Background

In Oklahoma deferred deposit loans, better known as payday loans, are advertised as a way for people to get emergency funds for a short-term loan. In practice, these loans prey on low-income borrowers with exorbitant fees, creating a cycle of debt that can be nearly impossible to break out of.

Under Oklahoma law, payday lenders can charge what amounts to an annual percentage rate (APR) of 456 percent. In Oklahoma, about three-fourths of these loans are going to borrowers who take out 9 or more loans over the course of a year, and more than half of borrowers took out a new loan more often than six times per year. More Oklahomans turn to payday loans than residents of any other state.

The Solution

Oklahoma can follow the lead of 14 states that have established an APR cap of 36 percent. Federal laws enacted with bipartisan support already make it illegal to charge service members more than 36 percent interest on a loan.

As an alternative to this rate cap, Oklahoma could limit the number of days in a year in which a borrower has a payday loan outstanding and allow borrowers to take out no more than one loan at a time. Currently borrowers can take out two of these loans at once, which leads to a vicious cycle where borrowers take out a second loan to pay off the first and fall into mounting debt.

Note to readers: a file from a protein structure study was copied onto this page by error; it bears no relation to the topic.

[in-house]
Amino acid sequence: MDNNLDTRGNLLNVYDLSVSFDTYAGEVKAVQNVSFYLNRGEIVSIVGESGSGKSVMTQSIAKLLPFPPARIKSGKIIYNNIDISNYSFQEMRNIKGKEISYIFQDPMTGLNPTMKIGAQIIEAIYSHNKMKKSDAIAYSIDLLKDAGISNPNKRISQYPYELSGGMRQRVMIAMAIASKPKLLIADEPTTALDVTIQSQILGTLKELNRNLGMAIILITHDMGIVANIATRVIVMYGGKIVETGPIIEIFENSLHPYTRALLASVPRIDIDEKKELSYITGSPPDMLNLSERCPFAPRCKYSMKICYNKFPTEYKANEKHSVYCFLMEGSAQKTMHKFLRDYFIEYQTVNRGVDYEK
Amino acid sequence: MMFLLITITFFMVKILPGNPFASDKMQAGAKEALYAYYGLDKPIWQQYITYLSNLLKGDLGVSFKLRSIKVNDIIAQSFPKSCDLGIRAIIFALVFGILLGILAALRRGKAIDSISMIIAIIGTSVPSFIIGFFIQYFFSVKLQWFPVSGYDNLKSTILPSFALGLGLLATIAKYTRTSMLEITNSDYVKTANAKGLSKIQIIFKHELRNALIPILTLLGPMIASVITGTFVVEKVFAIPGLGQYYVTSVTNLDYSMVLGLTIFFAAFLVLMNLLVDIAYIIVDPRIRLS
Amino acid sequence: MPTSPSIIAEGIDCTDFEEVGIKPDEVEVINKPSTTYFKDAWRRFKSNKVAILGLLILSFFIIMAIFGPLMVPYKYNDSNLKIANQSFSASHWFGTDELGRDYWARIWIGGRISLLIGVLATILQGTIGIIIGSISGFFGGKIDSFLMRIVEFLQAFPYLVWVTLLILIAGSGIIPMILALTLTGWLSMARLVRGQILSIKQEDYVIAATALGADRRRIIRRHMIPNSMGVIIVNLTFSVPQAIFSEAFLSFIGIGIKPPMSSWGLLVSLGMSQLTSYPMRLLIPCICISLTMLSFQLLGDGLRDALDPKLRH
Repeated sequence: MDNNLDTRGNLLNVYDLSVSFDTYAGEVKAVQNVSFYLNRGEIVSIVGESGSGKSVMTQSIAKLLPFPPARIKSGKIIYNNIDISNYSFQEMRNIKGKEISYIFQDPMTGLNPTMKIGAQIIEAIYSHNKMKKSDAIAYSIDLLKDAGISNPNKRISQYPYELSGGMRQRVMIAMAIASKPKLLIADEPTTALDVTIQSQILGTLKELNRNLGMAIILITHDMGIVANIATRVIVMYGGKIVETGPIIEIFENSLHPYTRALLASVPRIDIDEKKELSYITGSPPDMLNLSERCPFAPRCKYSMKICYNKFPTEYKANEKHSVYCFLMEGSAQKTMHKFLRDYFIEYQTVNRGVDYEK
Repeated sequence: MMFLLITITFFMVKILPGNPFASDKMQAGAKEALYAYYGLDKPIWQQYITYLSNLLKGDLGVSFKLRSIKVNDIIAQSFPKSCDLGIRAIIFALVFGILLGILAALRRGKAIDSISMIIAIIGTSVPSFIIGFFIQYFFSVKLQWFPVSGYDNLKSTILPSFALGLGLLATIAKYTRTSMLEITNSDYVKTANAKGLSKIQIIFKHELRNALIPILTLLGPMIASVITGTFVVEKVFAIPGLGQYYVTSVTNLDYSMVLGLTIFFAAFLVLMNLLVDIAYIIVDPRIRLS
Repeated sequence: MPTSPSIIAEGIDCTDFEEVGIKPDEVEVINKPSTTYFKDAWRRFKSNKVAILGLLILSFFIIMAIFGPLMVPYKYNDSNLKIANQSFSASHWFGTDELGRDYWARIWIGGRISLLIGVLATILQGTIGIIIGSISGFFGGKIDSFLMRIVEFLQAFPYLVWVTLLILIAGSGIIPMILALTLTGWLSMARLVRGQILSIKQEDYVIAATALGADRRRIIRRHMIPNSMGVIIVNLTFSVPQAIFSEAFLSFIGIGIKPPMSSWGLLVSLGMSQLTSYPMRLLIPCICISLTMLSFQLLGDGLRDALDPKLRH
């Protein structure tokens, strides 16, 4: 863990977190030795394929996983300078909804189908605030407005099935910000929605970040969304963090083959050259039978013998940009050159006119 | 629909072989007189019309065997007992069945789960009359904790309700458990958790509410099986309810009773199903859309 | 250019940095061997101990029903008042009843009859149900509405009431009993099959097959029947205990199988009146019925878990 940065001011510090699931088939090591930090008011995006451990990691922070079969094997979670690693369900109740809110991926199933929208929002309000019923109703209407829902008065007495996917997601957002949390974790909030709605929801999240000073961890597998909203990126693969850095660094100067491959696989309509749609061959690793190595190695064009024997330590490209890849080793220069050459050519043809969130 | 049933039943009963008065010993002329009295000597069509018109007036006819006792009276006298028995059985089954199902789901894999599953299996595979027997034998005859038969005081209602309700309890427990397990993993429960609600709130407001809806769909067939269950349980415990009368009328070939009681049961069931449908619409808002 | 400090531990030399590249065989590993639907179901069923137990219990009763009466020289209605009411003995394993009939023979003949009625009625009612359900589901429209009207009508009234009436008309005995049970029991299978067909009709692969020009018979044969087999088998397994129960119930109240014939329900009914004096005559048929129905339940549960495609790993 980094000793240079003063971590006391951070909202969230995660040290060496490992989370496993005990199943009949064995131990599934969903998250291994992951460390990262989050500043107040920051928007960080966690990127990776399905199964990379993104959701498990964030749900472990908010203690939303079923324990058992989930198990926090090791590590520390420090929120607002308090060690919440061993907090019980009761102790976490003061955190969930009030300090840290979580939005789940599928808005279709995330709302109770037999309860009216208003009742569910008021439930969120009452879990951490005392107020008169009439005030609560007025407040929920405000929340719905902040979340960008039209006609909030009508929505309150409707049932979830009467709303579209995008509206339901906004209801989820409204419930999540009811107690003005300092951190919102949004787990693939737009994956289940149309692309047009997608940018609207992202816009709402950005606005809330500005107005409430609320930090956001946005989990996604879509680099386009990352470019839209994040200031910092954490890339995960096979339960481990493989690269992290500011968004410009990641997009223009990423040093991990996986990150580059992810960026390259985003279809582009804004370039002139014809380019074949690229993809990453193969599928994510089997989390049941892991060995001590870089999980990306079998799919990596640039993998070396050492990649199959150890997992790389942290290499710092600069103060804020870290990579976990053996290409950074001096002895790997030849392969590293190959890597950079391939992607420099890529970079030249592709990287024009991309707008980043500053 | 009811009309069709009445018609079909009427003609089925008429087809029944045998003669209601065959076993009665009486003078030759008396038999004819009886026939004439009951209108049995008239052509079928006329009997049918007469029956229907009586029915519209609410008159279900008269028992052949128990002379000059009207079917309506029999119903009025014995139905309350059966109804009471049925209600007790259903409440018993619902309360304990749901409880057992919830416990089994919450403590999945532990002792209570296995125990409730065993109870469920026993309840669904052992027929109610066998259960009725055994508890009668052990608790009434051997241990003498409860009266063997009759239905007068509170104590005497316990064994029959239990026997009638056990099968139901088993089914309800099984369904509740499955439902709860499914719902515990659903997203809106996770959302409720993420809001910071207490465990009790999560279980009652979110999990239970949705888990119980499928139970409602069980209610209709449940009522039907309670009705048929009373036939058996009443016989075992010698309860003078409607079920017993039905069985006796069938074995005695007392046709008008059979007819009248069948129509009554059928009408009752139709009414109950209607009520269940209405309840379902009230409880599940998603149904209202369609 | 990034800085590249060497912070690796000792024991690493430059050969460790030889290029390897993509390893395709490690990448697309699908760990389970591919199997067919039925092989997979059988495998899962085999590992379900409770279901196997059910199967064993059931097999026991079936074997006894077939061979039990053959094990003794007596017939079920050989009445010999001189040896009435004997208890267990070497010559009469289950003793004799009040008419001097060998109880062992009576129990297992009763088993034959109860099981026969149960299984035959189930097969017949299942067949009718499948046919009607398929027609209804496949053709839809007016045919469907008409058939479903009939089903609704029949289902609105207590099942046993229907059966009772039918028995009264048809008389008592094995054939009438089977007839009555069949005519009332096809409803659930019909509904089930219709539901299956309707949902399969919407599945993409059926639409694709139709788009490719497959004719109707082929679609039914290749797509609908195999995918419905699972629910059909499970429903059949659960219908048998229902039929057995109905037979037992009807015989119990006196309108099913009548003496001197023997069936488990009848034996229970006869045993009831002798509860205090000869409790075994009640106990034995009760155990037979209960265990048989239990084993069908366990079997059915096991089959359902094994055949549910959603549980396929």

What You Can Do

Please contact your state Representative and Senator and urge them to support legislation that would put sensible consumer protections on payday loans. Tell them to reject legislation that allows new predatory lending practices such as “flex loans” or “installment loans.”

Specifically, ask your legislators to SUPPORT these bills:

Also ask your legislators to OPPOSE SB 112 by Sen. Dan Newberry (R-Tulsa), which would allow a new type of loans called “installment loans” with an APR as high as 203 percent.

You can look up your Senator and Representative here, call the House switchboard at 405-521-2711, and call the Senate switchboard at 405-524-0126.